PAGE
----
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Luxury Consumer Confidence Plummets in Second Quarter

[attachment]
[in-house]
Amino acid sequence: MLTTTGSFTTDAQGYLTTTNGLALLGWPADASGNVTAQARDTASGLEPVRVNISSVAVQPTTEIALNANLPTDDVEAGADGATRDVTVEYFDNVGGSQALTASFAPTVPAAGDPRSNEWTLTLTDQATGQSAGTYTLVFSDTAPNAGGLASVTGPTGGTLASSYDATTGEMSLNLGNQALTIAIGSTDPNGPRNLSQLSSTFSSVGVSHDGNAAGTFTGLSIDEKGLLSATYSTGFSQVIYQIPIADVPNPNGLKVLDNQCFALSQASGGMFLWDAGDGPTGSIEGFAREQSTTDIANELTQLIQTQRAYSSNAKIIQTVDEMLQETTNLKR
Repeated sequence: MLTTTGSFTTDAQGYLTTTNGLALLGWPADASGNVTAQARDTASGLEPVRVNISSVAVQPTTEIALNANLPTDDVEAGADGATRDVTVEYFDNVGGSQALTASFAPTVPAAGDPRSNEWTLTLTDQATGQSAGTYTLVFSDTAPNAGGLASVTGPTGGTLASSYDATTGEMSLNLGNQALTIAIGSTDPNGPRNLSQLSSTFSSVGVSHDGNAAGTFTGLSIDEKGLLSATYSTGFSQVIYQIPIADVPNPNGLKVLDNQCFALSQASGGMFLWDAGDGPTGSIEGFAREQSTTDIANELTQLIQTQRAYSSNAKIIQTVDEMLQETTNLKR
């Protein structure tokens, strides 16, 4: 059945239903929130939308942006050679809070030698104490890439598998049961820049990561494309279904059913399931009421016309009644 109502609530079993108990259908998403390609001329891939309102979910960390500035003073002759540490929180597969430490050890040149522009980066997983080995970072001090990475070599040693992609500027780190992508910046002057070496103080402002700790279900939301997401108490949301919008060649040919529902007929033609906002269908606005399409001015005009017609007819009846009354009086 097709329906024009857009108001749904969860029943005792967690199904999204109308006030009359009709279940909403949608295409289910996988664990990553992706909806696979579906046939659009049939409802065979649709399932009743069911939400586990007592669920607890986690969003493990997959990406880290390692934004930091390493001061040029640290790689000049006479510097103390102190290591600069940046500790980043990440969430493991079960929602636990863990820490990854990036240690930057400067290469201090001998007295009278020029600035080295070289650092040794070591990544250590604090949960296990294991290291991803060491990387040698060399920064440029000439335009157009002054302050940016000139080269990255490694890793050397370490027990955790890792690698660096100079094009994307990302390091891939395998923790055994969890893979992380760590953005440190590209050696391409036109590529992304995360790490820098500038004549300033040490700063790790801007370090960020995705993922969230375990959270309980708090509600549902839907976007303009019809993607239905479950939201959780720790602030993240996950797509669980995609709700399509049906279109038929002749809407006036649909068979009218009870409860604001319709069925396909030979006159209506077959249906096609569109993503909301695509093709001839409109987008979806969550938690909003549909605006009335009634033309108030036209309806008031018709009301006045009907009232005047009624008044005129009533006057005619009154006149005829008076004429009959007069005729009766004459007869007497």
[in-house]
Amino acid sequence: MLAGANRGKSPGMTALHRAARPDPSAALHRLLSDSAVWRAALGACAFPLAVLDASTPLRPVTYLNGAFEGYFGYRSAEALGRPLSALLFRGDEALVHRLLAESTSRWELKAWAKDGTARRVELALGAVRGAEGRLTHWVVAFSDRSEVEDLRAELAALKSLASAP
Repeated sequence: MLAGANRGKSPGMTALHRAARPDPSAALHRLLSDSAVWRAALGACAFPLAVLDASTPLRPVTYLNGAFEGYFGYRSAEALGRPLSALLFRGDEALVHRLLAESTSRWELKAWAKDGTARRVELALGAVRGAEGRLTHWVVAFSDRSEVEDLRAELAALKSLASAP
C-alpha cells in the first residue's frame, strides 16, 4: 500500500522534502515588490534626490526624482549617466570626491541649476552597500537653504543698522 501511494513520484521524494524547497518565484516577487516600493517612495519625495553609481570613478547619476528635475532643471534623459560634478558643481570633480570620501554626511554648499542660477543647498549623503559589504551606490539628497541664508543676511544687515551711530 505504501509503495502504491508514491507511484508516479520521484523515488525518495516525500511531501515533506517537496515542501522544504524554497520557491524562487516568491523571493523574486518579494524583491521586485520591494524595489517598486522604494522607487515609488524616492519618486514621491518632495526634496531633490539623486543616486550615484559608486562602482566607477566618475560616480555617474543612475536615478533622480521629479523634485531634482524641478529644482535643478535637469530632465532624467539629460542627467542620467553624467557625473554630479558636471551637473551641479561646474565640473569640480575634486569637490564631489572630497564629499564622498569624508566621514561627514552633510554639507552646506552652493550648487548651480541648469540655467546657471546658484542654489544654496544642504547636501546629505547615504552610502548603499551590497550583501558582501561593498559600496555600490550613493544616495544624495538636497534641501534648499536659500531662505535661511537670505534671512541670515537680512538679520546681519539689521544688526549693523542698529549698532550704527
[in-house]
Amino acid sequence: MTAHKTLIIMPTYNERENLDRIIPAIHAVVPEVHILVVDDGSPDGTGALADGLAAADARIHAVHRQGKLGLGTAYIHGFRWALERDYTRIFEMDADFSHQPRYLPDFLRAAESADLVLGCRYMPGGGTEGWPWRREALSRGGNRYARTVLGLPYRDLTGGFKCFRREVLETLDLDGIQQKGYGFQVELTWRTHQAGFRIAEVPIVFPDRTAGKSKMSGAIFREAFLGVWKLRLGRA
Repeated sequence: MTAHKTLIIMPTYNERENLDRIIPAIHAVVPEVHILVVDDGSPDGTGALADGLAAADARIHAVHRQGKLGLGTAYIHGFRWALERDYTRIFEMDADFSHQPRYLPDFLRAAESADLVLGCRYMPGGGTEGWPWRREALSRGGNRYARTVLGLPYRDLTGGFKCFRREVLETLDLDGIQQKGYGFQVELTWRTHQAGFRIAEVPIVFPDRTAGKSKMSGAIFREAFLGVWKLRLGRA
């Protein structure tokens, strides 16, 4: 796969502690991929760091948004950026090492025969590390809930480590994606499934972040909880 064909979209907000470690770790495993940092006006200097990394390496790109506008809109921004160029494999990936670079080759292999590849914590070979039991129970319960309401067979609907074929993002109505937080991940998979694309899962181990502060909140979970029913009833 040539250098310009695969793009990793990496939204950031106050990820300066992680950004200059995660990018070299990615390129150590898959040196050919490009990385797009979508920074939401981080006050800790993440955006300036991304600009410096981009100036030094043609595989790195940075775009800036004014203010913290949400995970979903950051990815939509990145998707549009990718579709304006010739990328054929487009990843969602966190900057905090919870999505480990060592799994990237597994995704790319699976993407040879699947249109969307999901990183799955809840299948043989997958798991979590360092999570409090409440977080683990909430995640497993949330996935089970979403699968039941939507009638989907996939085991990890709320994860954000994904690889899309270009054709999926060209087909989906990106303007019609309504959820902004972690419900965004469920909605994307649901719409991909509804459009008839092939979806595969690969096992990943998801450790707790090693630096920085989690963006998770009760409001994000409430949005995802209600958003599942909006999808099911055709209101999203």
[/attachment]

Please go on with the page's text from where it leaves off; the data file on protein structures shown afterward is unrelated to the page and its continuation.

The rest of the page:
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Luxury consumers’ confidence plummeted during the second quarter 2006, dropping 14 points down to 99.2 from a high of 113.2 at the close of the first quarter. This follows two consecutive quarters of rising luxury consumer confidence. The index is based upon a survey of over 1,000 luxury consumers (average income $147.9k) conducted in July 2006. “All values used to calculate the Luxury Consumption Index dropped sharply in Unity’s most recent Luxury Tracking survey,” explains Pam Danziger, president of Unity Marketing and author of the soon to be published Shopping: Why We Love It and How Retailers Can Create the Ultimate Shopping Experience. “How they feel about their personal financial health dropped. How they feel about their prospects over the next 12 months dropped. Their expectations about future spending on luxury dropped. But most significantly, luxury consumers' feelings about the financial health of the country declined the most. At the close of the second quarter, nearly half (47 percent) of luxury consumers believed the country was worse off compared to three months ago. Only 16 percent felt it had improved,” Danziger said. Commenting on the decline in the consumption index, Thomas Bodenberg, Unity Marketing’s economic forecaster said, “A number of factors contributed to luxury consumer worries. On the home front, gasoline prices have remained high which threatens more price inflation. They also faced a decline in the housing market, electoral uncertainty as the election season starts to heat up and a reduction in the rate of economic growth. Luxury consumers too are worried about the long term impact of continued unrest in the Middle East, Iraq, and Afghanistan.” Declining luxury consumer confidence led to slow growth in luxury market Despite the steep decline in luxury consumer confidence, the luxury consumers maintained the same level of overall spending as in the first quarter. Luxury consumers spent $221.8 billion on luxuries in the second quarter, up a scant .7 percent from total spending of $220.2 billion in first quarter. With the exception of experiential luxuries, the luxury market declined in all categories in the second quarter. The market for home luxuries was down 5.7 percent to $48.3 billion. The personal luxury market, including fashion, jewelry, watches, pens and writing instruments, wine and spirits, declined 8.7 percent in the quarter to $29.9 billion and the market for luxury automobiles was down .9 percent to $60.8 billion. By contrast, the market for experiential luxuries grew in the second quarter 10.7 percent to reach $82.8 billion, with the market for luxury travel, dining, entertainment, home services and spa/beauty services increasing during the quarter. “The growth in the experiential luxury market is not surprising in the face of luxury consumers’ growing feelings of anxiety. When they feel bad, they will spend money in the areas of their life where they gain the greatest personal satisfaction and happiness and that is toward experiences. For most luxury consumers the experience of a night out on the town or a romantic weekend getaway gives them far more personal pleasure than buying another designer handbag or a new high tech television set,” Danziger explains. These findings are based upon Unity Marketing’s quarterly luxury tracking study which surveyed 1,012 luxury consumers (average income $147.9k and age 43.4 years). Information about their purchases, spending, store and brand preferences were collected on four major categories of luxury goods and services, including home luxuries; personal luxuries (clothing, fashion accessories, jewelry, watches, cosmetics, wine and spirits, pet luxuries, and pens); automobiles; and experiences (dining, travel, home services, spas/beauty services, and entertainment). Unity Marketing publishes its Luxury Tracking Study quarterly with the next due in September/October 2006. About Unity Marketing’s Luxury Consumer Tracking Study Every quarter Unity Marketing conducts a Luxury Consumer Tracking Study among 1,000+ luxury consumers. Year-end 2005 statistics compiled from the four 2005 tracking studies are published in Unity Marketing’s Luxury Report 2006 — Who Buys Luxury, What They Buy, Why They Buy. In the tracking study detail purchase information is collected on these categories of luxury: Home Luxuries: -Art, Wall Décor & Antiques -Electronics and Photography, such as computers, televisions, home entertainment centers, cameras, PDAs, etc. -Home Decorating Fabrics, Window & Wall Coverings -Furniture, Lighting and Lamps, and/or Floor Coverings, including rugs -Outdoor, Lawn, Patio & Garden Products, such as lawn furniture, patio accessories, plants, grills, etc. -Kitchenware, Cookware & Housewares -Kitchen Appliances and Bath & Building Products, such as cabinets, bathtubs, etc. for home remodeling -Linens & Bedding -Tabletop, Dinnerware, Flatware, Servingware, Decorative Accents Personal Luxuries: -Automobiles and/or recreational vehicles, such as boats, RVs, etc. -Clothes & Fashion Apparel -Fashion Accessories, such as handbags, wallets, suitcases, shoes, etc. -Fragrance, Cosmetics and/or Beauty Products and Skin Care regimes -Jewelry -Watches -Pet Products -Wine & Spirits -Pens & Writing Instruments Experiential and Luxury Services: -Travel and vacations -Dining and restaurants -Entertainment -Personal and health services, such as beauty treatments, spa, massage and cosmetic procedures, health club, country club, etc.; -Home services, such as landscape, housecleaning, home remodeling, home decorating, party planning and catering, etc. -Luxury brands & magazines Also included in the tracking study are measures of luxury brand awareness and usage as well as magazines luxury consumers purchase. Special Luxury Research: What Influences Luxury Consumers When They Shop for Specific Luxuries Each quarter a topic of special interest to luxury marketers is researched. In the 2Q2006 study, luxury consumers were asked about what influenced their most recent luxury purchase in all categories. The specific influences included in the survey were style and design; good value for price; store where purchased; brand or designer of product; exclusivity; internet research and information; on sale; recommendations of friends; articles and reviews and advertisements. Also included was a question about the motivations for luxury purchases. For more information email: pam@unitymarketingonline.com or go to (http://www.unitymarketingonline.com)